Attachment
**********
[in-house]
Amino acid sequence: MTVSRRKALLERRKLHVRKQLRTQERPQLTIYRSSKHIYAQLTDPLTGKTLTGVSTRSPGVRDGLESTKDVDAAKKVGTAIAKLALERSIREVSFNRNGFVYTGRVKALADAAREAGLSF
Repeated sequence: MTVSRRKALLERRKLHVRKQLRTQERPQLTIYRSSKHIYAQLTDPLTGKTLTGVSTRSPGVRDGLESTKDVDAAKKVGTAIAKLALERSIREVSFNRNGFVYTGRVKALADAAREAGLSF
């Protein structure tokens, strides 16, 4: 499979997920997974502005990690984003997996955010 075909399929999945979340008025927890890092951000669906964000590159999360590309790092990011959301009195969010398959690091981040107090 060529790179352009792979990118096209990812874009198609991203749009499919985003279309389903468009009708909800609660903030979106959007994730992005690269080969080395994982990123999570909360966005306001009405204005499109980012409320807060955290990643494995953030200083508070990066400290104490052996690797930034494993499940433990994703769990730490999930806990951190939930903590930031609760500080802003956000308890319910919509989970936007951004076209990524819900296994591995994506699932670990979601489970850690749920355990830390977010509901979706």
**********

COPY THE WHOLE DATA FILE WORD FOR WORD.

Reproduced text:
[in-house]
Amino acid sequence: MTVSRRKALLERRKLHVRKQLRTQERPQLTIYRSSKHIYAQLTDPLTGKTLTGVSTRSPGVRDGLESTKDVDAAKKVGTAIAKLALERSIREVSFNRNGFVYTGRVKALADAAREAGLSF
Repeated sequence: MTVSRRKALLERRKLHVRKQLRTQERPQLTIYRSSKHIYAQLTDPLTGKTLTGVSTRSPGVRDGLESTKDVDAAKKVGTAIAKLALERSIREVSFNRNGFVYTGRVKALADAAREAGLSF
């Protein structure tokens, strides 16, 4: 499979997920997974502005990690984003997996955010 075909399929999945979340008025927890890092951000669906964000590159999360590309790092990011959301009195969010398959690091981040107090 060529790179352009792979990118096209990812874009198609991203749009499919985003279309389903468009009708909800609660903030979106959007994730992005690269080969080395994982990123999570909360966005306001009405204005499109980012409320807060955290990643494995953030200083508070990066400290104490052996690797930034494993499940433990994703769990730490999930806990951190939930903590930031609760500080802003956000308890319910919509989970936007951004076209990524819900296994591995994506699932670990979601489970850690749920355990830390977010509901979706």